Like many high school students, Matthew Daniels has a schedule so jam-packed - classes, clubs, sports, job - that he rarely hits the sack before midnight. Then it's up at 6 to start all over, with six hours or less of shut-eye. School begins at 7:35.
"Some of my friends don't go to bed until 1 or 2," said Daniels, a senior at Unionville-Chadds Ford High School, where he is also class president.
Daniels is among a group of students from various Chester County schools studying ways that districts can delay their start times - an adjustment even knottier than it sounds.
It has, however, proved possible.
Nationwide, more and more educators are awakening to the message from medical experts that adolescents need more sleep. At an estimated 1,000 schools in 70 districts, the opening bells are ringing later. Just last week, public high schools in Seattle switched to the researcher-recommended 8:30 start, as did several districts in Maine.
Momentum is picking up in Pennsylvania and New Jersey.
In June, State Rep. Tim Briggs (D., Montgomery) introduced legislation directing the state Department of Education to study the relationship between teen sleep and school start times.
A year ago, New Jersey lawmakers passed a similar bill, and Gov. Christie signed it, ordering state education officials to determine the feasibility of later starts for secondary students. Public hearings were held last spring.
Typically, the push for change has come from parents. But the Unionville-Chadds Ford effort is being led by those with the most to gain: students.
School officials say they have encouraged their pursuit of a workable plan.
"The kids got the ball rolling," said Unionville-Chadds Ford School Board member Jeff Hellrung.
Daniels, 17, said the idea took shape three years ago when he was a freshman and a teacher challenged his class to do something to make the school day better. Noticing that his friends were always tired and chugging extra-large Starbucks drinks, he and others decided to investigate.
From a National Sleep Foundation study, they learned that more than 85 percent of adolescents get fewer than the recommended 8½ to 9½ hours of sleep; that teens have delayed circadian rhythms that make it harder to fall asleep at night and get up in the morning; that car accidents and suicide, two of the biggest killers of teens, are affected by chronic sleep deprivation. They found that the American Academy of Pediatrics, the American Medical Association, and the Centers for Disease Control and Prevention have all called for later start times.
After surveying students, gathering other studies, and presenting conclusions to the school board, Daniels joined like-minded peers on the Chester County Intermediate Unit's Student Forum - a program that fosters student leadership - to further investigate moving the first bell to 8:30.
The benefits are obvious. But the obstacles - and there are many - can seem overwhelming to school administrators.
"Most districts realize this is pretty disruptive," Hellrung said. "Change is hard."
Among the problems: bus runs that pick up secondary students first, then return for elementary children; after-school sports and activities; family schedules that rely on older children to babysit younger ones after school; coordination with vocational schools where some students spend half their day, and - perhaps the toughest impediment - the contractual work schedule of unionized faculty.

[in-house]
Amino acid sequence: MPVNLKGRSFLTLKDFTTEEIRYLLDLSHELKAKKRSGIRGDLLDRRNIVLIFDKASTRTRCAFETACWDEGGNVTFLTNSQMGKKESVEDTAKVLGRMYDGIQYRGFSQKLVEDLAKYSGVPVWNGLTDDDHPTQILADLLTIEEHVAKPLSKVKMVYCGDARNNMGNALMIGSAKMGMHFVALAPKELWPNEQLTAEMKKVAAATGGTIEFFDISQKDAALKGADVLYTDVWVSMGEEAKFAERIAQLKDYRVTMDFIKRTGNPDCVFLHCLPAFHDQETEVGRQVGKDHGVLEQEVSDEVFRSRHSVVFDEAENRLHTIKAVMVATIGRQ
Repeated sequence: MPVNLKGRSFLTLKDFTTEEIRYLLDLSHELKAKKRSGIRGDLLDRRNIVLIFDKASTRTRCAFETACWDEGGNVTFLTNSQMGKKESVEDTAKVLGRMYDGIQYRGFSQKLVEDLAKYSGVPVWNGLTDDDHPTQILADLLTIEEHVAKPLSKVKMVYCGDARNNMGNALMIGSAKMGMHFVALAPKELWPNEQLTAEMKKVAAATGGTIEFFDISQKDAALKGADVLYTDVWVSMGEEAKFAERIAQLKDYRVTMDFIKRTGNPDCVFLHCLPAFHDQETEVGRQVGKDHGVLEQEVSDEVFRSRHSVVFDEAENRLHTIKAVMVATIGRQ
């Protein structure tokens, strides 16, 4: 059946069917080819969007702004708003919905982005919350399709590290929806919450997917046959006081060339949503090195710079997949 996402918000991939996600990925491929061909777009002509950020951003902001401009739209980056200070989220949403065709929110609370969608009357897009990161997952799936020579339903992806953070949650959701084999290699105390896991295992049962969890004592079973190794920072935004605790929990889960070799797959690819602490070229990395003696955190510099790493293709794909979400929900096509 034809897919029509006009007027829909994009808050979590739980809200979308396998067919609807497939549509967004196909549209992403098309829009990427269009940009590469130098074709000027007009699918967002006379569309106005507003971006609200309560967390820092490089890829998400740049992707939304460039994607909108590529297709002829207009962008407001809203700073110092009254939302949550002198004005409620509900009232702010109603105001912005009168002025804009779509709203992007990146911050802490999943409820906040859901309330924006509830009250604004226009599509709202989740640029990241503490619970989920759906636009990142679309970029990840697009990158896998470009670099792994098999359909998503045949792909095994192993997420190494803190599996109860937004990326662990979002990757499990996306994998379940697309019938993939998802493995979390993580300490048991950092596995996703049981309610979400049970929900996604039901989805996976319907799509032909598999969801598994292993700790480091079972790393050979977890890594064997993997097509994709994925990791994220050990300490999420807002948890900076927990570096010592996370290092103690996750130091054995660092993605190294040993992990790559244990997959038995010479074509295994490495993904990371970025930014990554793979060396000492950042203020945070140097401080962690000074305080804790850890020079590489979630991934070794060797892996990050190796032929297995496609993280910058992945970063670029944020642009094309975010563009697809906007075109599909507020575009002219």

"There are a lot of obstacles," Daniels conceded, "but with committed students, administration, and community, finding a solution with the least impact on stakeholders, it's possible."
Among the students' proposals to ease busing conflicts: Flip elementary and secondary start times, start all schools later, and share buses with neighboring districts.
For after-school activities, they have suggested holding morning practices and meetings, putting lights on fields, and adding an optional enrichment period/study hall at the start of the day.
Gail Karafin is a Bucks County school psychologist and leader of the Pennsylvania chapter of Start School Later, a national nonprofit advocacy group. She acknowledges the hurdles to later start times and suggests that change would have to be regional in scope.
Still, she added, "I don't think any of this is a real problem when you're talking about the health and welfare of children."
Administrators agree that teens need more sleep. But they point to other factors at play, such as overbooked schedules and screen time before bed.
"From what I understand, students . . . are maintaining cellphones beside the bed all night long and waking up to check them," said Alan Fegley, superintendent of the Phoenixville Area School District, which eliminated a morning enrichment period because kids chose breakfast over homework help and moved up start times from 7:50 to 7:24 this year.
He said he believed students need to be taught "what does it mean to sleep and how to maintain that environment."
However, another Chester County district, Owen J. Roberts, may have stumbled upon one solution. Three years ago, it started online classes. There now are 10, which students can schedule for first period, said Superintendent Michael Christian. Later starts, he noted, are being examined as well.
Cheryl Hertzog has urged the Owen J. Roberts school board to act. Her daughter, a junior, struggled to get up for a 6:40 bus after staying up late to do all her homework. This year, her first class is English online, so she doesn't have to be at school until second period.
Still, Hertzog said that after seeing the "shocking" research about teens and sleep, she thinks all students should be going to school later.
Daniels and his later-start team plan to present their findings to the Owen J. Roberts school board in October. It is one more task on their full to-do lists, but they don't mind.
"Anyone that is open to this, we'll go and present," said Daniels, "because it's such an important topic."